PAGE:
21. Counsel further pointed out that there were incidences in which the entries in form 35 contradicted those in the aggregation forms. Counsel submitted that no satisfactory explanation was given as to why the entries in form 35 differed with those in the aggregation forms yet the aggregation forms were the source documents of the information contained in form 35.

22. At Webuye DEB primary school stream 2, counsel contended that the presiding officer signed the form long after the elections were conducted, to be specific, on 4th April, 2013. She submitted that since the maker of the form was not called to vouch for the allegation that the impugned entry was an error, the only reasonable conclusion that can be drawn from that entry is that the form was made way after the elections, in an attempt to make the figures tally.

23. Regarding exclusion of ballots from Kuywa stream 1 and Matulo market from the petitioner\\\\\\\'s final tally, counsel submitted that given the small winning margin, between the petitioner and the 3rd respondent, the explanation that the omission was merely an error is unreasonable.

24. Counsel pointed out that form 36, is a very important document for purposes of declaring results and wondered what the 2nd respondent used to declare the results on 5th March, 2012 given that he signed it (form 36) on 6th March, 2013, a day after he had declared the results.

25. Counsel maintains that the forms attached in the IEBC bundle and those supplied to petitioner show different entries a fact which suggests that the forms were manipulated. Further that the circumstances under which a certificate was issued to the 3rd respondent is extremely curious; and it is difficult to comprehend why the 2nd respondent was able to have form 35 prepared, filled and signed yet he could not do the same for form 36. Citing this court\\\\\\\'s decision in Philip Mukui Wasike v. James Lusweti Bungoma High Court EP No. 5 of 2013, she submitted that only an order for scrutiny and recount can clear the doubts raised over the results announced by the 1st and 2nd respondent.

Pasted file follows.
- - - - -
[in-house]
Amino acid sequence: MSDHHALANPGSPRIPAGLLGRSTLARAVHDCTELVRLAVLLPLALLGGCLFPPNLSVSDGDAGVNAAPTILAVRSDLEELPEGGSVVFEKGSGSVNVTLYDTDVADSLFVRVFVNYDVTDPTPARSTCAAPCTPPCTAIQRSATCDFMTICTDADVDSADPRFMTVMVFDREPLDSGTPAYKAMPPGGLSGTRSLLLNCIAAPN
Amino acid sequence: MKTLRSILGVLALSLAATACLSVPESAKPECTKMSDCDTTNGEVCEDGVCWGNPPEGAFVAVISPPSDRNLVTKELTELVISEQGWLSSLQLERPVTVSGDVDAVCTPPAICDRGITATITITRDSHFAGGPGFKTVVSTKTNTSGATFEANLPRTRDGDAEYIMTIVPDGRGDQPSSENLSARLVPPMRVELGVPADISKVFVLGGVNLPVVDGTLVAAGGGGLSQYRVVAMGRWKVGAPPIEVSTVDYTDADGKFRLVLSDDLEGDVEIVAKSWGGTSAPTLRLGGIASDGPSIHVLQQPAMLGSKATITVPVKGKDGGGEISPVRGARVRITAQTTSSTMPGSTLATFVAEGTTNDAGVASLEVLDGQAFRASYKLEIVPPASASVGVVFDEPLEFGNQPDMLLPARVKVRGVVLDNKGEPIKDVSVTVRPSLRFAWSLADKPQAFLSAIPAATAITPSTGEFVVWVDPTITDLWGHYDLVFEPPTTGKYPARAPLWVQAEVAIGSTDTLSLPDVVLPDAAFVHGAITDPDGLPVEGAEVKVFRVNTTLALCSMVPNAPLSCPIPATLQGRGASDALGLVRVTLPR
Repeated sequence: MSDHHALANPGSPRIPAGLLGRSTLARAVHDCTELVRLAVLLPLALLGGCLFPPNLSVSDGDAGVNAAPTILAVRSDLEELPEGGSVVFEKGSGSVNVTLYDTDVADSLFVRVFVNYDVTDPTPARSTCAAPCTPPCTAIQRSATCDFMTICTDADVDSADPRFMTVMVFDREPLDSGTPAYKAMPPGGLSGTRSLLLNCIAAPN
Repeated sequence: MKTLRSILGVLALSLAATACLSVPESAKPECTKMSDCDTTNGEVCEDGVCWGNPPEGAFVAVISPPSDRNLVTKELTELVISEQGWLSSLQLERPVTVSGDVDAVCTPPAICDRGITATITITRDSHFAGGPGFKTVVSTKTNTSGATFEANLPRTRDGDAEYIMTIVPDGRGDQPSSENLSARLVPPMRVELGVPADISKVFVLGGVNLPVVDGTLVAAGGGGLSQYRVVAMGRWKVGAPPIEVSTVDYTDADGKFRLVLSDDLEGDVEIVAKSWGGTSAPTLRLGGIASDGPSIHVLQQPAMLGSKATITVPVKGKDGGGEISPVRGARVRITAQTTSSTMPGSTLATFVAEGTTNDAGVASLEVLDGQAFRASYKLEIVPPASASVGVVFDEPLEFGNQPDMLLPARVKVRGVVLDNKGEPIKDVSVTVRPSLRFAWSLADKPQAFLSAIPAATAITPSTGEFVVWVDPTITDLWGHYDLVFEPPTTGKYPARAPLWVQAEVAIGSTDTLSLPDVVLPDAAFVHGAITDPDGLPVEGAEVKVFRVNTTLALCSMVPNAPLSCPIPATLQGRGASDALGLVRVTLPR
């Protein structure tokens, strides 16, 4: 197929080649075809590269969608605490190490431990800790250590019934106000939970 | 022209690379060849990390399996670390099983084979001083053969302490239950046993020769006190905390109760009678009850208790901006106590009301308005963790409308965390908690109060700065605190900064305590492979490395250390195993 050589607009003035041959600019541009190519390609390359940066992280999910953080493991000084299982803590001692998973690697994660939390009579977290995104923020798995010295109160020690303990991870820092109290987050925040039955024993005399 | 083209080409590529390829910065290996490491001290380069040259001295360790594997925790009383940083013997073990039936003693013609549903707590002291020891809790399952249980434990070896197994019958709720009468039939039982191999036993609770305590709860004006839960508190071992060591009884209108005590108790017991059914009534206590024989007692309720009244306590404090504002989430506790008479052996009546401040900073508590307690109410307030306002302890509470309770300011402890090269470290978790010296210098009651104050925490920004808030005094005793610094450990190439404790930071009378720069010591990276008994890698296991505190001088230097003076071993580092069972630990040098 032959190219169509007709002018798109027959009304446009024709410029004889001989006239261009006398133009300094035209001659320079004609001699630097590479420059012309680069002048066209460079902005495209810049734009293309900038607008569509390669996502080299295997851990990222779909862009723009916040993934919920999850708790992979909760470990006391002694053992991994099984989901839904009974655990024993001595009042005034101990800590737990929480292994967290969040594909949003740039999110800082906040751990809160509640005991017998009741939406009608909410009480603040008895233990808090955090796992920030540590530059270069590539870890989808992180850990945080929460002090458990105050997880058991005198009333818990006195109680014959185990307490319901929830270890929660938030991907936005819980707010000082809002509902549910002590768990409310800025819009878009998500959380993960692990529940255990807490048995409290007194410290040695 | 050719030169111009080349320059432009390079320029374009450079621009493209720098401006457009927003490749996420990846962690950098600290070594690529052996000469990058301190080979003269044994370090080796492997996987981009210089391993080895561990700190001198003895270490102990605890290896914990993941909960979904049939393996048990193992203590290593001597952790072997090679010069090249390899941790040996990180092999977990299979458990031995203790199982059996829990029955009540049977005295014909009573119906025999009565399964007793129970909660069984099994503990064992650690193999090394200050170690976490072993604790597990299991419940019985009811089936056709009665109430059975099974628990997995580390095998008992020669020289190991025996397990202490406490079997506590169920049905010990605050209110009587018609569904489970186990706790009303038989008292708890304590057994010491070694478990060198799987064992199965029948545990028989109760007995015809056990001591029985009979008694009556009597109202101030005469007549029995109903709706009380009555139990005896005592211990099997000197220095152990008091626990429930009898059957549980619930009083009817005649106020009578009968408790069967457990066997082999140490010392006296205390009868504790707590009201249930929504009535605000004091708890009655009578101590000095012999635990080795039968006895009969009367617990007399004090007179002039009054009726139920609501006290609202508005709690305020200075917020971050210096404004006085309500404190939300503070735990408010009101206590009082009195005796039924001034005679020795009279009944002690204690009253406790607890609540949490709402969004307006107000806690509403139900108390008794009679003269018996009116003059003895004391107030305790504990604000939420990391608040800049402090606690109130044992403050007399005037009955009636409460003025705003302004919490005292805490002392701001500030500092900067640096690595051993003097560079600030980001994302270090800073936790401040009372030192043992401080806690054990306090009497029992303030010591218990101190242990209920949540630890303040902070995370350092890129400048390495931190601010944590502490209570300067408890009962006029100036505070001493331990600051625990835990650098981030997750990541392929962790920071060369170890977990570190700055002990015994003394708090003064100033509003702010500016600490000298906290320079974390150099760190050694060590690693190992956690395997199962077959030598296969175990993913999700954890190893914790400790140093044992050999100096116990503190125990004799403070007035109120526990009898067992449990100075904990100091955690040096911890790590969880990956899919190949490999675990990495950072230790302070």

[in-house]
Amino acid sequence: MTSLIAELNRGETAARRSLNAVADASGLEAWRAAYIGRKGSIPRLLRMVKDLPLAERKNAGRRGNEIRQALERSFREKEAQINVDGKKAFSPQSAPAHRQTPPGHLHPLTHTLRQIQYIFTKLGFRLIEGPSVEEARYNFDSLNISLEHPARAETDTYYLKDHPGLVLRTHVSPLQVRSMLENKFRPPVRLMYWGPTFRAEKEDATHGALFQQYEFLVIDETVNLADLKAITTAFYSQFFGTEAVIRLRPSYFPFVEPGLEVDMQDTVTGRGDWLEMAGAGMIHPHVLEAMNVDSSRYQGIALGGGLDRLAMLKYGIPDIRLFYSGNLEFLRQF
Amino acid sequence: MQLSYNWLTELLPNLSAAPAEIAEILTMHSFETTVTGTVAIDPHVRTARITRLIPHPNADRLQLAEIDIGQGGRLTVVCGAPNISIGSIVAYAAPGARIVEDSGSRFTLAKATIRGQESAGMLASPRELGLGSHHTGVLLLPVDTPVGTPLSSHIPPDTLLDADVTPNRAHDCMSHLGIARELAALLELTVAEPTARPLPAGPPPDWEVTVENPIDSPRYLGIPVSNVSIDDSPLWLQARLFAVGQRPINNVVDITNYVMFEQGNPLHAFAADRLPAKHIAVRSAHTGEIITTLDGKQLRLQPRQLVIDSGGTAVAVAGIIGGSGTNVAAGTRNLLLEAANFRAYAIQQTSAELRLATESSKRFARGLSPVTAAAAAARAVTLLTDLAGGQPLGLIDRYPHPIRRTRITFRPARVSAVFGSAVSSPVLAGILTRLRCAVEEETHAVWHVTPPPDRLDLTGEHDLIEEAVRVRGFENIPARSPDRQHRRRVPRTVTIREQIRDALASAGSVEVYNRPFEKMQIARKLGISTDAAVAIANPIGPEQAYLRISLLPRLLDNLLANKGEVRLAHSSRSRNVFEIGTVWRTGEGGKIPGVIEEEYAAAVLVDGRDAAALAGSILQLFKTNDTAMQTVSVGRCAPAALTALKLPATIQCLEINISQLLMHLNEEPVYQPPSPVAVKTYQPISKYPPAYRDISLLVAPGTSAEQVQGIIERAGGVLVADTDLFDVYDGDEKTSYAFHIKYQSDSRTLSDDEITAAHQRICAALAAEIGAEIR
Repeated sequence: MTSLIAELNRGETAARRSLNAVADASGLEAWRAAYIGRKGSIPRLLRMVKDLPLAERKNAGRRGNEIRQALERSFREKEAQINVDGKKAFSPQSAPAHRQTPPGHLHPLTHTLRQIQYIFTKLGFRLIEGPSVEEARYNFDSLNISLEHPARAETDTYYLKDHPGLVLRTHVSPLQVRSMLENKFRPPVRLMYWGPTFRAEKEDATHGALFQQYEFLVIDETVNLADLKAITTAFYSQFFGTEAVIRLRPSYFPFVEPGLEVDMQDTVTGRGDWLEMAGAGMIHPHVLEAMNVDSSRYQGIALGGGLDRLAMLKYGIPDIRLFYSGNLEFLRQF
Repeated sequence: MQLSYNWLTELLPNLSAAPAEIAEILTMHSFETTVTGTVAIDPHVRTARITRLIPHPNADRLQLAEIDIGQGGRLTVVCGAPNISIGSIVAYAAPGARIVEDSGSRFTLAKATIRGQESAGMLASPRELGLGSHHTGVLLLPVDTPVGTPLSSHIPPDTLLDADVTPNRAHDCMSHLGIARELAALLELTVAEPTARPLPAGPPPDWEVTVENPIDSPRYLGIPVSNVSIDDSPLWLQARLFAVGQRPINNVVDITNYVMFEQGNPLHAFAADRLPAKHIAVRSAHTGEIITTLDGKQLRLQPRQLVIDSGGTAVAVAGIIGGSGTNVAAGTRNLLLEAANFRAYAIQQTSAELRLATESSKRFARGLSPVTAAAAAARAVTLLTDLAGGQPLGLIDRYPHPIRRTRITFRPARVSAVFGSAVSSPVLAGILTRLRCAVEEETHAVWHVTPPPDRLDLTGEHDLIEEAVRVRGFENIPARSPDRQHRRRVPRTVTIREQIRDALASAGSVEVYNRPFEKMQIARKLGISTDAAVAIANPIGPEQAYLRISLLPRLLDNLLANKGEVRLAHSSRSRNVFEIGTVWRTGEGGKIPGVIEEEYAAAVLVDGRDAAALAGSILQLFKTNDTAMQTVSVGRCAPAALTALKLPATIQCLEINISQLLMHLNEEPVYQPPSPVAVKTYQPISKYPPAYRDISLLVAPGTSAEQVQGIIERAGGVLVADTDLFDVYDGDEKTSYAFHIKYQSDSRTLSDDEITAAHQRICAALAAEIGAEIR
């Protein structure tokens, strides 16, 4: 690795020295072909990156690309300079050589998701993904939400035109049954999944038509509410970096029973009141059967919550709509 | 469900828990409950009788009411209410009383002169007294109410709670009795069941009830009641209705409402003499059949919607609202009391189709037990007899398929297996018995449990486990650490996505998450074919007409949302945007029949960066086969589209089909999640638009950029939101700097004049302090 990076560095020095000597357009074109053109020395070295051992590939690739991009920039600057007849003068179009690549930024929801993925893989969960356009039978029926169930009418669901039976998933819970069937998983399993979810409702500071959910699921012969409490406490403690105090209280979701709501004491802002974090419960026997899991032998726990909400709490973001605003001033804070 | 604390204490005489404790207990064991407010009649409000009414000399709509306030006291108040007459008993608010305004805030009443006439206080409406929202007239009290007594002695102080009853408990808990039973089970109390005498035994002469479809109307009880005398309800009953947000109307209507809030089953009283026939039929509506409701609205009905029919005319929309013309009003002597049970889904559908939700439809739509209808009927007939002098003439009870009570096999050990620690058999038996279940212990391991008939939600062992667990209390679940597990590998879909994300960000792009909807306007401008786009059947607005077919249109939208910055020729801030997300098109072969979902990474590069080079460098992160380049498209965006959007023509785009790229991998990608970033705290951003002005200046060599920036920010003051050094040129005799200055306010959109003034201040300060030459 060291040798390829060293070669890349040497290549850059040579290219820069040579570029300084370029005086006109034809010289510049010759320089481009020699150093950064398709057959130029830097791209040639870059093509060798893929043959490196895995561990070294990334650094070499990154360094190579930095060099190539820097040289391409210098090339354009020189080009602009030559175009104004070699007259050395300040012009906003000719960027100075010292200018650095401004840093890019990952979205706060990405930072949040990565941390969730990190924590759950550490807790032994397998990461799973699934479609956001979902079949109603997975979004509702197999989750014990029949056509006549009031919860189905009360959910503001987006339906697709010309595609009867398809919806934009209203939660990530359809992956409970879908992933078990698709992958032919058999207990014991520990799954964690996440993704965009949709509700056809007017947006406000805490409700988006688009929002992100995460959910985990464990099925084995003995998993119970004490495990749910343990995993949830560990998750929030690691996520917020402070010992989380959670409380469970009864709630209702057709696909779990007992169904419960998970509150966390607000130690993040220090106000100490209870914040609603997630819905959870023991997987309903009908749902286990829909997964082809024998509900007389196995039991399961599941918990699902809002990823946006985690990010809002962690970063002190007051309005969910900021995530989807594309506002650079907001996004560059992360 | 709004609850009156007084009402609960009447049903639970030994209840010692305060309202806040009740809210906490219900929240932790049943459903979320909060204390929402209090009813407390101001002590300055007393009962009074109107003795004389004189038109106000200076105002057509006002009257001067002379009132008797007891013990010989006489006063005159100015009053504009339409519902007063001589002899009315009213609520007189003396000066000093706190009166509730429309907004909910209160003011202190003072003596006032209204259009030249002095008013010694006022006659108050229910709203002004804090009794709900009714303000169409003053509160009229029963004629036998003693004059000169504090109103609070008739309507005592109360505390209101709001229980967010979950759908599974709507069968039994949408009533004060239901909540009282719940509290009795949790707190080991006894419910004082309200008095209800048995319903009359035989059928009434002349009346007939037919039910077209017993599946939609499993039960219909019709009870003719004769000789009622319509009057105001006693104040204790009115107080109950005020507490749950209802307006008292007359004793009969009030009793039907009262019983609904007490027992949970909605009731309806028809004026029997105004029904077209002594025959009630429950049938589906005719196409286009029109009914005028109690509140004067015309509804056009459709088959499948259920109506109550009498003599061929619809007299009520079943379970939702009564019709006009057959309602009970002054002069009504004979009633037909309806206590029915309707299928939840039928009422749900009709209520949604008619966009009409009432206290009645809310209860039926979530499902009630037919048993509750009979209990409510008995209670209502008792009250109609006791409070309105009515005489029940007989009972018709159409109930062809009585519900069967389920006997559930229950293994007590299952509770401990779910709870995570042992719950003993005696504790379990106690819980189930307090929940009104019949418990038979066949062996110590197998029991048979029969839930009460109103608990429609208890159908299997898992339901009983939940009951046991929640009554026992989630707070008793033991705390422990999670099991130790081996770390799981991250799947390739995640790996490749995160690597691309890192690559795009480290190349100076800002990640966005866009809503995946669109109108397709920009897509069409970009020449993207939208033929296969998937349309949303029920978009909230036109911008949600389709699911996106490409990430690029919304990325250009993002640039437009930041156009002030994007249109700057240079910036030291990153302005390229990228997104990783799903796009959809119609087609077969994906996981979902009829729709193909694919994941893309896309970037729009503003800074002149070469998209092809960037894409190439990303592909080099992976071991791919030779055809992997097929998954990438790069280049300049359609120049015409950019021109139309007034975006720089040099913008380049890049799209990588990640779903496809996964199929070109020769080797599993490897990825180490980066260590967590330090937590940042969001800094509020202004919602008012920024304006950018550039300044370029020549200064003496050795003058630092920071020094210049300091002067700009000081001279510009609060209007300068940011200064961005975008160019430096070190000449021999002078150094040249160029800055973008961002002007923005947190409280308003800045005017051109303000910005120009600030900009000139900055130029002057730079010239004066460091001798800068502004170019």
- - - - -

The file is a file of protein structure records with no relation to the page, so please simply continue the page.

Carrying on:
26. Clarifying to court why it is necessary to order scrutiny in respect of all polling stations counsel explained that the prayer is informed by the fact that candidates entries contained in form 36 come from all the polling stations yet the contents therein were not verified by anyone during the tallying; and that only the 2nd respondent knows the source of information he fed in form 36.

27.On behalf of 2nd and 3rd respondents, counsel, Mr. Lubulellah, pointed out that the situation in this matter is similar to that in Philip Mukui Wasike v. James Lusweti (supra) and urged this court to be guided by its own decision in that matter.

28. In respect of the grounds of opposition filed by 1st and 2nd respondent he reiterated that the applicant has failed to disclose the polling stations in respect of which the results are disputed. He submitted that it is not the responsibility of the court to identify such stations for the applicant. Counsel emphasized that for the court to grant the orders sought, it must be satisfied that sufficient grounds to order for scrutiny and recount exist. Further, that the burden of satisfying the court rests with the applicant.

He further submitted that under Rule 33 (1) of EPR parties are allowed to apply for scrutiny and not recount; that a party can only apply for recount under Regulation 80 of the Election (General Regulations) 2012 and this can only be applied for at the polling station upon request by parties or their agents before form 35 is completed and signed. Counsel argues that in situations where a party alleges that request for recount was made to the presiding officer and the same declined, that fact must be specifically pleaded giving the name of polling station and the presiding officer named. Further, that it is also expected that such an allegation would be contained in an affidavit, which is not the case here.

29. Counsel submitted that where the aforesaid situation is not established, a petitioner is estopped from making an application for recount, as it is not the business of an election court to conduct recount of votes. He pointed out that, this does not mean that a court cannot, on its own motion, order for counting of votes, as Rule 33(2) contemplates a situation where a court orders for scrutiny without being prompted.

He further, submitted that the applicant, having moved the court under Rule 33 (1) which does not provide for recount of votes, cannot expect an order for recount to issue in his favour.

30. Counsel further contends that Rule 33(4) confines scrutiny and recount to the polling stations on which results are disputed; that the disputes are to be found in the pleadings; and where there is no dispute, an order of scrutiny cannot be made.

31.In Kuywa and Matulo where the petitioner claims he lost 213 and 100 votes respectively, counsel pointed out that the errors complained of have been admitted and wonders what purpose scrutiny and recount would serve in such a situation.